A group of eleven international medical research organizations is investigating the role that neutrophil extracellular traps (NETs) may play in the development and severity of COVID-19. The NETwork consortium recently published a paper outlining their hypothesis that overactive neutrophils could be responsible for the severe symptoms seen in some COVID-19 patients.
Technology Networks spoke with Betsy Barnes, Professor at the Feinstein Institutes for Medical Research, and lead author of the paper, to learn more about NETs, the ways they might contribute to the clinical characteristics of COVID-19, and how they could serve as a therapeutic target.
Anna MacDonald (AM): Can you tell us about the NETwork’s aims and what spurred its formation?
Betsy Barnes (BB): The main aim of the NETwork is to create a collaborative framework to advance research that will have an impact on the understanding, diagnosis, prevention or treatment of COVID-19. The NETwork consists of clinicians and researchers that have studied neutrophils and NETs in the context of other diseases, and who came together with a common belief that NETs were contributing to the severity of COVID-19.
AM: What is the normal role of neutrophils in the lungs?
BB: In brief, the normal role of neutrophils in the lungs (and elsewhere in the body) is to kill pathogens and remove cellular debris.
Laura Lansdowne (LL): What are neutrophil extracellular traps (NETs)?
BB: NETs are made up of DNA, histones and granular enzymes that are expelled from neutrophils to trap and kill pathogens.
AM: What leads to their production?
BB: When neutrophils become activated in response to pathogens, they can form NETs. Neutrophils can also be stimulated by cytokines, such as interleukin 1 beta (IL-1β) and IL-8, to form NETs.
AM: What is the result of excessive NET formation?
BB: Although NETs are beneficial in the host defense against pathogens, collateral damage from sustained NET formation can stimulate a variety of disease processes. As related to COVID-19, excessive NET formation can trigger a cascade of inflammatory reactions that destroy surrounding tissues, cause microthrombosis, and result in permanent organ damage to the lung, heart and kidneys.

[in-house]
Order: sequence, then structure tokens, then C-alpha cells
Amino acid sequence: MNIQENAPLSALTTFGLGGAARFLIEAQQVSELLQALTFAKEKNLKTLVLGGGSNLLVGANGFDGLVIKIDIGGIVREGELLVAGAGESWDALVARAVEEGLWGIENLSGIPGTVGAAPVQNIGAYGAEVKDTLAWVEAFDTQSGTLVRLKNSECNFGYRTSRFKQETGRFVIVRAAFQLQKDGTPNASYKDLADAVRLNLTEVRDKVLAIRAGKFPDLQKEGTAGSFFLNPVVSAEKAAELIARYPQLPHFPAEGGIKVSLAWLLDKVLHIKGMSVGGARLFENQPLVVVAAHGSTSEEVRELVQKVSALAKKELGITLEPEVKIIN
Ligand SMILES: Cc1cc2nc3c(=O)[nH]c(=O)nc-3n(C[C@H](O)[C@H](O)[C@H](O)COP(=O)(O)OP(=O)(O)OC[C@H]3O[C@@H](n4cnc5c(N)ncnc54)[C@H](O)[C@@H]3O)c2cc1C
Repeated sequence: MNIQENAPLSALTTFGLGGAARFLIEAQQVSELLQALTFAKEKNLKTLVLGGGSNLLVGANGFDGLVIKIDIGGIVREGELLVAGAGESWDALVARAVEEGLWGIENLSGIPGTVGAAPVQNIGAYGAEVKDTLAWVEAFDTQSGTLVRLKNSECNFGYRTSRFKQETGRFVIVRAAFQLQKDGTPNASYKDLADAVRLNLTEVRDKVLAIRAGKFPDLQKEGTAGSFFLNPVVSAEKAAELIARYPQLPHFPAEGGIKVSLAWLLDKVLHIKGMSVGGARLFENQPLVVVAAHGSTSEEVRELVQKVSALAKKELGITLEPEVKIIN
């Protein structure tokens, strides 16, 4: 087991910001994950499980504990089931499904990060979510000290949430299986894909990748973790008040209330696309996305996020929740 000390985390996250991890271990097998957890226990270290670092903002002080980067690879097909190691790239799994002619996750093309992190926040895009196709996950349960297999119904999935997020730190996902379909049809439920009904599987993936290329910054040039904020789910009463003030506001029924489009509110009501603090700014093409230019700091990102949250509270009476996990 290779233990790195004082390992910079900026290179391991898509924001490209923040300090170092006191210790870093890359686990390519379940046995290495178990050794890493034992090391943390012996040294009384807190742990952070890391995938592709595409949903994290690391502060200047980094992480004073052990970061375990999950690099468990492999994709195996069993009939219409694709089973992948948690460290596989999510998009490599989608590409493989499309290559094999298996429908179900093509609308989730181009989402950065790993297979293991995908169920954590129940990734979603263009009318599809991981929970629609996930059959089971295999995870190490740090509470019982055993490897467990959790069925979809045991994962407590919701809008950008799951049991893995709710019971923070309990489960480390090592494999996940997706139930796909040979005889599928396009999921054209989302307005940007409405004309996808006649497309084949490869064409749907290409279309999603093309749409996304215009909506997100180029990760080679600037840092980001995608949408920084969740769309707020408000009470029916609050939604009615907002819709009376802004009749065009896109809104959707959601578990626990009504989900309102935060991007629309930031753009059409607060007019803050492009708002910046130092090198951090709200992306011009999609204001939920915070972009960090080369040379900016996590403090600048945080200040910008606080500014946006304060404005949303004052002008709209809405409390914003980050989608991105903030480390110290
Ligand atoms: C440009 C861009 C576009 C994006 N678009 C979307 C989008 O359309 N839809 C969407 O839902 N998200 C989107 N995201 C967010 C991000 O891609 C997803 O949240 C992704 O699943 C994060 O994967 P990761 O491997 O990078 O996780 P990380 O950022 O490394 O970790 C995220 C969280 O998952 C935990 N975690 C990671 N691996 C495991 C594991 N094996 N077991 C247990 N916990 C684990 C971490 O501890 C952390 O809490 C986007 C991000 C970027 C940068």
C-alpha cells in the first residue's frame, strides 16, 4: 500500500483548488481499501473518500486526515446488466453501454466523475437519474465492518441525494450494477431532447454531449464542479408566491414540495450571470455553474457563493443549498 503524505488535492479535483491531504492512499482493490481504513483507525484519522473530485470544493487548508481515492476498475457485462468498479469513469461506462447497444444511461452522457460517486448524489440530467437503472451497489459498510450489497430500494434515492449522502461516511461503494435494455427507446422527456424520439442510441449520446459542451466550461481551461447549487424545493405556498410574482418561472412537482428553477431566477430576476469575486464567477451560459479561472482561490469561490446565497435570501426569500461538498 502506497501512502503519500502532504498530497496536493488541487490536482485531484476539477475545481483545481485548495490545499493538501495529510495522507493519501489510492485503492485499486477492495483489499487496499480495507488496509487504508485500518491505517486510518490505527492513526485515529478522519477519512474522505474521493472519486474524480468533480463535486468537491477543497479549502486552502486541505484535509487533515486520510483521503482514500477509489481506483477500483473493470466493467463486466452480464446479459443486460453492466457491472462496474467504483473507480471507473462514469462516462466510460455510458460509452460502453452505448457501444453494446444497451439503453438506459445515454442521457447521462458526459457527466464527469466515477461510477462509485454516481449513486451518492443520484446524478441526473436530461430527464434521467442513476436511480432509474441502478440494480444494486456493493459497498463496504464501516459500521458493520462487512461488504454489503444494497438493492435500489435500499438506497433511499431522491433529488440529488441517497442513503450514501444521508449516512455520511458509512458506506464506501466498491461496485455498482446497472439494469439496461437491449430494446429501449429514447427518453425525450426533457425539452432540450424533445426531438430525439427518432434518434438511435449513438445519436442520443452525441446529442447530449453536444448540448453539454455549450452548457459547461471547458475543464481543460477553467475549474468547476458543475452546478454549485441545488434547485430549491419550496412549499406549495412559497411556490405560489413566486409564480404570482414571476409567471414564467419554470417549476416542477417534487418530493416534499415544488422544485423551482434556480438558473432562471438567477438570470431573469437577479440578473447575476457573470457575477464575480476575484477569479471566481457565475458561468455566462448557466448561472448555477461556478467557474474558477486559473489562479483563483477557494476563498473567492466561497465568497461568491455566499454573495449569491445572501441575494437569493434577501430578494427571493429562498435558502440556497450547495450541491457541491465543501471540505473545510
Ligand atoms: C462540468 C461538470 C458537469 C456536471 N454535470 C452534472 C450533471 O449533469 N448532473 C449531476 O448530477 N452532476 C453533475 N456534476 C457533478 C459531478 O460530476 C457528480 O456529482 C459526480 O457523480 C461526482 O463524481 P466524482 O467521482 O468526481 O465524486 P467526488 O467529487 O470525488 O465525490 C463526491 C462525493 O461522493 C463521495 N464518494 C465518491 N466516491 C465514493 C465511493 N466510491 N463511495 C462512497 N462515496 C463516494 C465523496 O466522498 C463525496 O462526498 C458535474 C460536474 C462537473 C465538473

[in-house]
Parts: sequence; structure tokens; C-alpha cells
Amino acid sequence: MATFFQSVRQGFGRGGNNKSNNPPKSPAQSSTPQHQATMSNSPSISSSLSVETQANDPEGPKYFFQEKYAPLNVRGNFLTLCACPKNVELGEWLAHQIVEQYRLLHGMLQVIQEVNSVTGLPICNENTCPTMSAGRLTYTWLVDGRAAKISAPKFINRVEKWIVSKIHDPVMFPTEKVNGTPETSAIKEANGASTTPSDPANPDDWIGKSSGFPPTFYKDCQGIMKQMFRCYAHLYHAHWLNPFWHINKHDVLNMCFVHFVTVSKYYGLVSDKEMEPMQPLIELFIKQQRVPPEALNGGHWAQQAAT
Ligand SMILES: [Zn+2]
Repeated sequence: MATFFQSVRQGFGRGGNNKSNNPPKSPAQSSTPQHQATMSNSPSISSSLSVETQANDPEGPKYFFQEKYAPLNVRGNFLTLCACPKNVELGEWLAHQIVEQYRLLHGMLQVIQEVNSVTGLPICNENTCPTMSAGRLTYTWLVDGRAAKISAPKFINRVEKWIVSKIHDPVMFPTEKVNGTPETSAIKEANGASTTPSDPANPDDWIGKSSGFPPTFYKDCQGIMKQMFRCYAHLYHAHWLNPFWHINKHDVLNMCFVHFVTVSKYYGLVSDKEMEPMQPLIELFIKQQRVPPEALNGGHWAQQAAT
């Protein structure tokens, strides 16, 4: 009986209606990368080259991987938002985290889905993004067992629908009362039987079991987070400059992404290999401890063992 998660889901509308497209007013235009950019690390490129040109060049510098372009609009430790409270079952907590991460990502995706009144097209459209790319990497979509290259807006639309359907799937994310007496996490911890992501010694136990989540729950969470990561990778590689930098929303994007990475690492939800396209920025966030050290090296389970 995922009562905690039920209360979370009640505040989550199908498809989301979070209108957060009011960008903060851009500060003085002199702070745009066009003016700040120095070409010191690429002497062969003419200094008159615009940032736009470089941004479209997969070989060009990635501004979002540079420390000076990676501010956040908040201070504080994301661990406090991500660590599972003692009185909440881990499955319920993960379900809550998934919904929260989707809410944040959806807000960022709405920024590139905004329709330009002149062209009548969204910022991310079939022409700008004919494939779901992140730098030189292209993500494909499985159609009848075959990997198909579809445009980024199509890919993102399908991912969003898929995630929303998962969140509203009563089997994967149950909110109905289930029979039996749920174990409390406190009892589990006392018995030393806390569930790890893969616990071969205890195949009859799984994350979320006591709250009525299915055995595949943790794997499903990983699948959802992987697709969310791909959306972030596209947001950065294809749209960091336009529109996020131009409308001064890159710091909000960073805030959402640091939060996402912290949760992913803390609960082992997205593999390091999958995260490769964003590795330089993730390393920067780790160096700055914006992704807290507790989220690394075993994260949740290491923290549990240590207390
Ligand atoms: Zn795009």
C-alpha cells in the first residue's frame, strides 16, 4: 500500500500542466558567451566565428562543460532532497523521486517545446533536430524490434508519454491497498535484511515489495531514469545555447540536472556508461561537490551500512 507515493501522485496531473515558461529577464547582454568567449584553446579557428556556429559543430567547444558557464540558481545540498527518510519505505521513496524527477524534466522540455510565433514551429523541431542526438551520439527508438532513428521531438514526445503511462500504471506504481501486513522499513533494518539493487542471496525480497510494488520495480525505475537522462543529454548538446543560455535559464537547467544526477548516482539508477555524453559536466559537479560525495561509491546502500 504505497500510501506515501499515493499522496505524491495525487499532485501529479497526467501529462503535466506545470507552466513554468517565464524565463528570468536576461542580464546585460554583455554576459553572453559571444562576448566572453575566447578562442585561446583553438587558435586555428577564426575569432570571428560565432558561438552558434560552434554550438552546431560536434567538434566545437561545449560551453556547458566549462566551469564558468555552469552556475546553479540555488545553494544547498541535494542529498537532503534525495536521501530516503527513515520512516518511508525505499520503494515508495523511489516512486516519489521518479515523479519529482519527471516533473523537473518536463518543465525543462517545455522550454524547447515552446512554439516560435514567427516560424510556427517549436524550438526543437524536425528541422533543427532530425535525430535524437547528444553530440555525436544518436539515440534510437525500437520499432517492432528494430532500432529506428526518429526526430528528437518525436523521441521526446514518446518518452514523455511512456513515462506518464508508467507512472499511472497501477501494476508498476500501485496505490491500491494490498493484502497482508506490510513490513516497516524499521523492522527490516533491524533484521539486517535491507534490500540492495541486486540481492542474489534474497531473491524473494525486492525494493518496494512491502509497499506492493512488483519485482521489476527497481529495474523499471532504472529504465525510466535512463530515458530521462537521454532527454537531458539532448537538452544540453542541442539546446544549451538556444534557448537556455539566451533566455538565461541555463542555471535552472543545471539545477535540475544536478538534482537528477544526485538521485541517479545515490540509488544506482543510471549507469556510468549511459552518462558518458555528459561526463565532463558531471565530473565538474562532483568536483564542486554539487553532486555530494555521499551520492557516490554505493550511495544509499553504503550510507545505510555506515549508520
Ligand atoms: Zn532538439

LL: Can you elaborate on the parallels you have been able to draw from other NET-driven diseases in terms of clinical presentation, and touch on how these findings support your theory that NETs might feature in COVID-19?
BB: Patients with severe COVID-19 have increased lung inflammation, thick mucus secretions in the lung airways, elevated serum cytokine levels, extensive lung damage, and microthrombosis. Many of these characteristics are similar to that seen in patients with diseases such as acute respiratory distress syndrome (ARDS), severe coronary artery disease and cystic fibrosis. And, a variety of drugs that lead to the inhibition of NETs have been used to treat these diseases, supporting our theory that NETs might contribute to the clinical characteristics of COVID-19.
AM: Are some people more prone to producing NETs than others?
BB: This is an excellent question and we do not know for certain; however, a recent study by my lab suggested that genetics may contribute to a microenvironment that makes neutrophils more prone to producing NETs. This particular study was in the context of factors that drive the autoimmune disease systemic lupus erythematous (SLE).
AM: How are levels of NETs detected in patients?
BB: The easiest way to detect NETs in patients is by a plasma ELISA. It can also be done on neutrophils isolated from patient blood.
LL: If you do discover that excess NETs cause the severe symptoms of COVID-19, how will this impact the therapeutic strategies that may be deployed to help patients with the disease?
BB: There are drugs currently available that inhibit NETs. Some are already used to treat patients with other diseases, as mentioned above, and others are in different stages of clinical development. One of the primary goals of the NETwork is to accelerate the validation of off-label treatments and pre-approved drugs for clinical trials to support patients with COVID-19.
Betsy Barnes was speaking to Anna MacDonald and Laura Elizabeth Lansdowne, Science Writers, Technology Networks.